Mexico drug lord pleads guilty to trafficking
The kingpin of a violent Mexican drug smuggling clan has pleaded guilty to drug trafficking and racketeering charges, authorities said on Friday, Reuters reported.
Miguel Angel Caro Quintero, 46, pleaded guilty at the U.S. federal court in Denver to one count of racketeering in Colorado and one count of conspiracy to distribute marijuana in Arizona, a spokesman for the U.S. Attorney's Office said.
Caro Quintero, a leader of the Sonora Cartel, faces up to 20 years in prison when he is sentenced on Feb 4.
He admitted to trafficking more than 100 tons of marijuana between 1985 and 1988, and sending more than $100 million in proceeds back to Mexico.
The Caro Quintero family is one of the most violent and storied in the history of Mexican drug trafficking.
Rafael Caro Quintero -- the elder brother of Miguel Angel -- was convicted of the kidnapping and murder of Drug Enforcement Administration Special Agent Enrique "Kiki" Camarena in 1985. He is serving a 40-year prison sentence in Mexico.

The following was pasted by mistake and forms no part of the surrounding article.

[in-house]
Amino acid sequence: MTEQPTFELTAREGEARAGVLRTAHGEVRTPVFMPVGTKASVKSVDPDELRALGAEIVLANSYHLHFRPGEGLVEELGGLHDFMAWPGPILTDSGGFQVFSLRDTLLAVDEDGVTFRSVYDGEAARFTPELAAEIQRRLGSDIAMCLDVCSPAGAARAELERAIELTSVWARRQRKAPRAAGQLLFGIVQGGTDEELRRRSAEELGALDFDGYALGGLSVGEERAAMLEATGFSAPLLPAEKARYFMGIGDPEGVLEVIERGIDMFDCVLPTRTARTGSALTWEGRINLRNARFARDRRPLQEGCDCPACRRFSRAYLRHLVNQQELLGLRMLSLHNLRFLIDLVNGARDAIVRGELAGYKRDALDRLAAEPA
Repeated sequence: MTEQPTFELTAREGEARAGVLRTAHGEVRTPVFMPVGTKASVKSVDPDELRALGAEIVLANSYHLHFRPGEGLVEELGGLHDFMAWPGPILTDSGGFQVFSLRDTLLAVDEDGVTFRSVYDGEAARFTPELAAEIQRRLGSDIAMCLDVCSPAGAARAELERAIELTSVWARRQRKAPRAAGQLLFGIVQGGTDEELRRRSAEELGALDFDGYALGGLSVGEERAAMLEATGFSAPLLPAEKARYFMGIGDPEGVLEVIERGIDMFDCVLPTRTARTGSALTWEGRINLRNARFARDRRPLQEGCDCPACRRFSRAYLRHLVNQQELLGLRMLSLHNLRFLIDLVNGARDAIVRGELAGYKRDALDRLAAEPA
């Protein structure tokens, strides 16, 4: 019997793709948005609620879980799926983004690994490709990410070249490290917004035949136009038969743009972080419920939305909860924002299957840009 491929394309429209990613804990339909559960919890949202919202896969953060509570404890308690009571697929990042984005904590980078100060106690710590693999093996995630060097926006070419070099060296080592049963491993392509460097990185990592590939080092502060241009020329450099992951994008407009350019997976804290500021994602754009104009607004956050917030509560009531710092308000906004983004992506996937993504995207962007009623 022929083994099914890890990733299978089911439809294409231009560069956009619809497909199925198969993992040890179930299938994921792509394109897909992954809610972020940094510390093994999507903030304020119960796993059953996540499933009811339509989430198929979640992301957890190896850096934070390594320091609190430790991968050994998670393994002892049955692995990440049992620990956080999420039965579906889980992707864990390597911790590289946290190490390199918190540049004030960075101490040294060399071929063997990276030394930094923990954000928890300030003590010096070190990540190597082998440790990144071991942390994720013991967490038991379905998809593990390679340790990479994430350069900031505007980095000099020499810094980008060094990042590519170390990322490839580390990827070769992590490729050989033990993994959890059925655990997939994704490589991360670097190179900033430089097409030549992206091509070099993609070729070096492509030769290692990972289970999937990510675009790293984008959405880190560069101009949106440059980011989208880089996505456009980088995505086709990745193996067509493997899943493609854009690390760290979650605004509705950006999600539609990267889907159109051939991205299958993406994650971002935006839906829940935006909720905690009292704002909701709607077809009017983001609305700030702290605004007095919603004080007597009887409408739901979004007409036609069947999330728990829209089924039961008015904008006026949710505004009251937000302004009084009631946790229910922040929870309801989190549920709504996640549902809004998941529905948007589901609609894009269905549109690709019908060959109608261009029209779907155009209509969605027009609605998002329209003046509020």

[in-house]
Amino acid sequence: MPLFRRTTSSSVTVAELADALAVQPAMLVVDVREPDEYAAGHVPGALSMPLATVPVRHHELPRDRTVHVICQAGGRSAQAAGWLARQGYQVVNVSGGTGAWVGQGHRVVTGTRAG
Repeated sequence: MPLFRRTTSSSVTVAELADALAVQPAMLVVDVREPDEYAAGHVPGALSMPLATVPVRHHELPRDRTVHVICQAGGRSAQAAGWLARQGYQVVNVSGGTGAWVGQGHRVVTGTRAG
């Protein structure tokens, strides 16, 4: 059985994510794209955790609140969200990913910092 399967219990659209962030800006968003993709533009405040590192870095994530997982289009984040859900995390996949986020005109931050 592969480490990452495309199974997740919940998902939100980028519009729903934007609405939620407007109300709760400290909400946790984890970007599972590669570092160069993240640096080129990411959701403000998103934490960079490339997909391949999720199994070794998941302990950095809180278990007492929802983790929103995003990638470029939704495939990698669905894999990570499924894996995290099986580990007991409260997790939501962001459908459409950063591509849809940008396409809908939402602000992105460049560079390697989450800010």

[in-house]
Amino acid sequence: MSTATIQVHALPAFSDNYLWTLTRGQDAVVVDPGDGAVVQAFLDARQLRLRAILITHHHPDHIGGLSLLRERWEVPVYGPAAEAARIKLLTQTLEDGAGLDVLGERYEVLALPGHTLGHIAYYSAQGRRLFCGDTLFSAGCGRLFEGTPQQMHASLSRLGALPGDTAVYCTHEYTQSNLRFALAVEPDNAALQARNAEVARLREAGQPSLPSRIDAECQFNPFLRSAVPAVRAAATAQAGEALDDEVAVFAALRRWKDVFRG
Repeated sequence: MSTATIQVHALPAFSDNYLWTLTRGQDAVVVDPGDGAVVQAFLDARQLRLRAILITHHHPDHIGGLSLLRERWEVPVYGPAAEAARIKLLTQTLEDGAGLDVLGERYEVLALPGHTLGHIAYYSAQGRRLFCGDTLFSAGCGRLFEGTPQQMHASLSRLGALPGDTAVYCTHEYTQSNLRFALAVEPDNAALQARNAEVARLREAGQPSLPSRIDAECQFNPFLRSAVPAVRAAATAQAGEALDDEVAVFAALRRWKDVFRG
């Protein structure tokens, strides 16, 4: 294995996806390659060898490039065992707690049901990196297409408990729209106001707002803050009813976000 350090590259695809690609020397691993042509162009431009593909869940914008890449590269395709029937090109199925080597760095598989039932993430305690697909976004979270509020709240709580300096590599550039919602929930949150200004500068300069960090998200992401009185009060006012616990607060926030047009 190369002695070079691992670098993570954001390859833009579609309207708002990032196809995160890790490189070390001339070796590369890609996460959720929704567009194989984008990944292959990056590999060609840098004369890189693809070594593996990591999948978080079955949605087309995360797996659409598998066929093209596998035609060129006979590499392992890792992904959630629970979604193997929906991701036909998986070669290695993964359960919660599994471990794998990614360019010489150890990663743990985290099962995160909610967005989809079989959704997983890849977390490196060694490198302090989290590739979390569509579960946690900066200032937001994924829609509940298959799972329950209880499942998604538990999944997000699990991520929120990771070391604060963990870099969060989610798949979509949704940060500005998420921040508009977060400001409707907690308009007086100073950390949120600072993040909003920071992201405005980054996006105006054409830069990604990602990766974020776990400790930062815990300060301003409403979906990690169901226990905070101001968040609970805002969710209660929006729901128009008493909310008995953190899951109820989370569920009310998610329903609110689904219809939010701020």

U.S. President Barack Obama and Mexican President Felipe Calderon have vowed cooperation to fight Mexican drug gangs. More than 14,500 people have died in drug-related violence in Mexico since Calderon launched an army-led assault on drug cartels soon after taking office in 2006.
On Thursday, U.S. law enforcement agencies announced they had arrested 303 people in an operation spanning 19 states to strike at Mexico's La Familia Michoacana cartel.
Miguel Angel Caro Quintero was arrested in Mexico's western Sinaloa state in 2001, and was extradited to the United States in February of this year.